Leo Robson is the lead fiction reviewer for the New Statesman.
Kazuo Ishiguro's The Buried Giant and Tom McCarthy's Satin Island have opposite problems: one too little stretched long, the other overstuffed.
Leo Robson looks at the traditions underpinning Ian Rankin's The Beat Goes On and George Pelecanos' The Martini Shot and Other Stories.
Conceived by Zola and sullied by Jonathan Franzen, the modern saga is in poor health. But Anne Tyler might be its saviour.
Michel Houellebecq’s novel imagining his country under Islamic rule featured on the cover of Charlie Hebdo. But it’s not the satire you’d expect.
On Stephen Sondheim’s 85th birthday, he will be revered as the genius of musical theatre. But his failures are just as fascinating as his successes.
Leo Robson reviews the double-Booker Prize-winning author’s new novel about Australian identity.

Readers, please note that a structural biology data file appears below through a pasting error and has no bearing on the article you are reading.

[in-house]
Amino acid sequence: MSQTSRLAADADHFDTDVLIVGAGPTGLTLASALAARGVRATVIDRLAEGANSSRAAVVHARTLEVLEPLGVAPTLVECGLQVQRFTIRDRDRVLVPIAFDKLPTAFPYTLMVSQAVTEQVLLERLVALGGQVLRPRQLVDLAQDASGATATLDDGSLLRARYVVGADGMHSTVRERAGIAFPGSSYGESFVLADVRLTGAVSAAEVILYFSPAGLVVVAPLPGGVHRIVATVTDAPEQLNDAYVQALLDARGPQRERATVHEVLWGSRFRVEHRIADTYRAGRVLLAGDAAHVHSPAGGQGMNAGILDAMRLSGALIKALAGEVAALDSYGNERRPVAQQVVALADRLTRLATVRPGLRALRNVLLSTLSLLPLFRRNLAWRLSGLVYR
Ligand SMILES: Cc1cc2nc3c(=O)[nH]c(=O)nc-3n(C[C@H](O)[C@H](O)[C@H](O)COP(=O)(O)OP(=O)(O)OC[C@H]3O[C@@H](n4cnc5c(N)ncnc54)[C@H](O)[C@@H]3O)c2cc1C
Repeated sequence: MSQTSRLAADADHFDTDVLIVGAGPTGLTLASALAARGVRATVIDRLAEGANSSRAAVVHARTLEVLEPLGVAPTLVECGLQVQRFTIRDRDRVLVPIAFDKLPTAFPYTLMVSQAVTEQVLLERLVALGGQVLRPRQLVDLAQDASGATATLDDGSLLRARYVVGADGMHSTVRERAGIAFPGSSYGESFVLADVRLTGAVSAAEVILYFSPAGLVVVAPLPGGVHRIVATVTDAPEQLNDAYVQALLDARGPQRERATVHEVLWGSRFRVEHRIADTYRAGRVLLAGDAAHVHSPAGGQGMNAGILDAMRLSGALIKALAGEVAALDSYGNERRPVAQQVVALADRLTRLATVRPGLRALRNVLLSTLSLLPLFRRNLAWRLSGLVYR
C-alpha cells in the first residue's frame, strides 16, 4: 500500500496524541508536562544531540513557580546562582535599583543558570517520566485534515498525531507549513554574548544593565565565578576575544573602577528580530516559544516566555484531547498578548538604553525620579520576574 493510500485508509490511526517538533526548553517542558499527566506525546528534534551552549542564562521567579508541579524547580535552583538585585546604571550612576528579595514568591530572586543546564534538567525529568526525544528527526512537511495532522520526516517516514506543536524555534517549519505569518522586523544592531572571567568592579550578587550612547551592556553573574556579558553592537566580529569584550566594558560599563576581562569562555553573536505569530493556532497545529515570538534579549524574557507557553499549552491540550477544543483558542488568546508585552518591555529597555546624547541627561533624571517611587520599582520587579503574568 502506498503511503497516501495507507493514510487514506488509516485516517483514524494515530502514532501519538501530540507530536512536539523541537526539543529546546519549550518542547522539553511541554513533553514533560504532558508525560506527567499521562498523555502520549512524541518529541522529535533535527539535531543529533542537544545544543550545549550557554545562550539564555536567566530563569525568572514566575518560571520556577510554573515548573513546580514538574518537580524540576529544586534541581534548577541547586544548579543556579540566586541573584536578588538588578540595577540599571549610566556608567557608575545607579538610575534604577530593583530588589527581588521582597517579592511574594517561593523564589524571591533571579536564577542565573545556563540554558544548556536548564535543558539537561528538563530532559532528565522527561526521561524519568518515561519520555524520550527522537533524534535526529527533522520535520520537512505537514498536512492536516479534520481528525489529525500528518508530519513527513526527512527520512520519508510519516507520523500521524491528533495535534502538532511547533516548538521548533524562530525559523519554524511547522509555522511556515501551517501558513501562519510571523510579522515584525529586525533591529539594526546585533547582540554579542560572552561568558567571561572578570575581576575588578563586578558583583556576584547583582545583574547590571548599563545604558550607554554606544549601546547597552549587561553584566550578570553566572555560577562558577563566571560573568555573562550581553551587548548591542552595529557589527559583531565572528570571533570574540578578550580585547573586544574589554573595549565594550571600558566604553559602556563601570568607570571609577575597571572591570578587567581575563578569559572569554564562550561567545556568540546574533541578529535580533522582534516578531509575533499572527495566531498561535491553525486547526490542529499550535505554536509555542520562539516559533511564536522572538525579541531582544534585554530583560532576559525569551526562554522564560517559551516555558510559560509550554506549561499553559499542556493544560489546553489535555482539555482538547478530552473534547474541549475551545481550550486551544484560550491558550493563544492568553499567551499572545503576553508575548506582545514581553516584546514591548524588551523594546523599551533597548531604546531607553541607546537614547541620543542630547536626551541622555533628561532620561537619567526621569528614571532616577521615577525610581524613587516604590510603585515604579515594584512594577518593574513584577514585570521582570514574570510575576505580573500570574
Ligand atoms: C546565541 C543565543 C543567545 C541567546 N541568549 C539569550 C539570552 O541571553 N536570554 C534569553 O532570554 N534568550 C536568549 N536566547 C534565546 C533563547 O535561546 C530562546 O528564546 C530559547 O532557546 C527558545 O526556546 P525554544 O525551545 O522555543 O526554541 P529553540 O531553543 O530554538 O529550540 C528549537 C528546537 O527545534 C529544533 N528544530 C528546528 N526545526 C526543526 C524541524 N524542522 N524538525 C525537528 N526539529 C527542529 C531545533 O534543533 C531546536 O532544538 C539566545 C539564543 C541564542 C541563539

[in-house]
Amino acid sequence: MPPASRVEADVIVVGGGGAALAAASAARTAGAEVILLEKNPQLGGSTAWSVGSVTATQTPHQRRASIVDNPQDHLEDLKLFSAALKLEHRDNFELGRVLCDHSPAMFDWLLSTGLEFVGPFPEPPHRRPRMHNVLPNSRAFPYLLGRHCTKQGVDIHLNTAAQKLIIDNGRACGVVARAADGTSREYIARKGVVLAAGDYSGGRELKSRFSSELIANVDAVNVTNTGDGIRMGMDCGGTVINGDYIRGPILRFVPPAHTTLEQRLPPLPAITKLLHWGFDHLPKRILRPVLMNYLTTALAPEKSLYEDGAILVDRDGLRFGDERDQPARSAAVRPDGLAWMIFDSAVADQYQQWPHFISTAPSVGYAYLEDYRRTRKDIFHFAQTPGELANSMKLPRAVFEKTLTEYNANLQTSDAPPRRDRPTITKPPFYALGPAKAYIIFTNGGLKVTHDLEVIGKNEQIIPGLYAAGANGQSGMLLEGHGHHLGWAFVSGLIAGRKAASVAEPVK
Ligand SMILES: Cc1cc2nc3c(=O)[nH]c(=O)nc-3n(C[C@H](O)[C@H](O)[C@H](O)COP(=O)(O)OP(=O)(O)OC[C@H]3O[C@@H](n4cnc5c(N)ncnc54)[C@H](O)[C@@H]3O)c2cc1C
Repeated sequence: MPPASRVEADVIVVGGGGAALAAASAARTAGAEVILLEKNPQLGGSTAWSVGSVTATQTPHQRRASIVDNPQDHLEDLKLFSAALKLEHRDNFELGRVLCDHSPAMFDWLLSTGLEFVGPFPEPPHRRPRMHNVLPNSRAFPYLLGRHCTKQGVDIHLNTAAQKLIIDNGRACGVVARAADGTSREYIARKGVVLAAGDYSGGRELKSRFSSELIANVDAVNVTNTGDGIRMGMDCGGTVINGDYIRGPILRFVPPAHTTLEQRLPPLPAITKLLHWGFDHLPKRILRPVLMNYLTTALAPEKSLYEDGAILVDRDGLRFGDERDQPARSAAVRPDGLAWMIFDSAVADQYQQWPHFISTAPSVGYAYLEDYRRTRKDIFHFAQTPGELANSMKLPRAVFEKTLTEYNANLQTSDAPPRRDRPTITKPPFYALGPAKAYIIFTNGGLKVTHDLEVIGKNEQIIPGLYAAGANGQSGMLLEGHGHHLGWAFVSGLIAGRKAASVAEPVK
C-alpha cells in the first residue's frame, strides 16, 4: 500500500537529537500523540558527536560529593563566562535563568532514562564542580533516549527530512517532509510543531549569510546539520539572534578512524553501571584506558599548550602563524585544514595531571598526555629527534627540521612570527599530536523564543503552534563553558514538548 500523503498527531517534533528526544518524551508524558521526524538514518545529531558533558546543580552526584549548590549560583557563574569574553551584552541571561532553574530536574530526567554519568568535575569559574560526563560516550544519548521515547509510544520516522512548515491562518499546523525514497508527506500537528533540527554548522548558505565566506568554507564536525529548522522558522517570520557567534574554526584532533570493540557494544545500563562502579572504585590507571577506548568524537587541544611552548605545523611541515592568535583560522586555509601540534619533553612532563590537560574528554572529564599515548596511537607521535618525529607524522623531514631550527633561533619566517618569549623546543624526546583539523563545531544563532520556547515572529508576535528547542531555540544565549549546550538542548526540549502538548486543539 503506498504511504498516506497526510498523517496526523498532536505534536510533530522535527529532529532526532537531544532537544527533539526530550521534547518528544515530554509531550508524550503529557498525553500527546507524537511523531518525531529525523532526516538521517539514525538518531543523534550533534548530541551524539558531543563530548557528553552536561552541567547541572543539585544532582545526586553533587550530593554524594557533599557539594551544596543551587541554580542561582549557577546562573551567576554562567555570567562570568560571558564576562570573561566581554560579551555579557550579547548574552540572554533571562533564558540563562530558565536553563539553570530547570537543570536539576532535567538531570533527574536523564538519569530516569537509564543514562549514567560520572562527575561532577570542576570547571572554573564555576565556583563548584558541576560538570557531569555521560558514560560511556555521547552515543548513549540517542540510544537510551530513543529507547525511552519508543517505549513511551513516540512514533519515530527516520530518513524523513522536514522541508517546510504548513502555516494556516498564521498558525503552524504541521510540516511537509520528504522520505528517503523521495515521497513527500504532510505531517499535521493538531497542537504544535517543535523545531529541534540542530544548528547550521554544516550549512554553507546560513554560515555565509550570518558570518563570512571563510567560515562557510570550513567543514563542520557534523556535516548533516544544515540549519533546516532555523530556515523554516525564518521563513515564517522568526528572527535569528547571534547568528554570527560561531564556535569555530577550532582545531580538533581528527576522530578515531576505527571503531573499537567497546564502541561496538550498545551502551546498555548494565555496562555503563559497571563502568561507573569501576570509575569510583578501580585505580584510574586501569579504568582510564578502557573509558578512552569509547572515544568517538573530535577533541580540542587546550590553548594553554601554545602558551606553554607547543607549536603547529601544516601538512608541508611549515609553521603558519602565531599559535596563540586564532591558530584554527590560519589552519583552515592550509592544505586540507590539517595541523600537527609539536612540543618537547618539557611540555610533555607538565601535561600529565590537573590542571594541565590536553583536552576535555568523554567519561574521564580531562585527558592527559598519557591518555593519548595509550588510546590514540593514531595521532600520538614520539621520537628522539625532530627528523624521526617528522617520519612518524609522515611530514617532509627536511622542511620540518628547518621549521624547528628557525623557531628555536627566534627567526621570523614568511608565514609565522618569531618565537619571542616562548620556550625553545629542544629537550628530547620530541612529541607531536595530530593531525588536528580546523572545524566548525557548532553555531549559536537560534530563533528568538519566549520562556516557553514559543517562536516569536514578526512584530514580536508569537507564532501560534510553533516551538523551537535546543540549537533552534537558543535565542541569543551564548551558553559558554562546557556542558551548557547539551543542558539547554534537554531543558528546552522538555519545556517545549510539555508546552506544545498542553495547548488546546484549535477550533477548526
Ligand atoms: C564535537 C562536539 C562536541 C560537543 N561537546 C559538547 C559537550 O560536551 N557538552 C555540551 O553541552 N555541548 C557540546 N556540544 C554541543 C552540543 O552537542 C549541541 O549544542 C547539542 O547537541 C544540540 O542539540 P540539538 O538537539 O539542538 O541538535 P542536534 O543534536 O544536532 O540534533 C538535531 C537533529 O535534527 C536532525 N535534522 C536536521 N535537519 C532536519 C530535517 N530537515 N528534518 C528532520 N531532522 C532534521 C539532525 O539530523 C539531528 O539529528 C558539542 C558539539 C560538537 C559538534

David Goldblatt is one of a loose group of football writers, all of them men born in the 1960s, for whom the sport since the summer of either 1989 or 1990 has been a slightly poisonous let-down.
On self and voice in new novels by Rachel Cusk and Will Eaves.
The French author has never been internationally popular, but he is nevertheless widely studied. Leo Robson looks at the reaction to his Nobel win, and what this tells us about the way his work is perceived.
Two new prizes are making fresh demands of fiction – and the Booker is taking note, writes Leo Robson.
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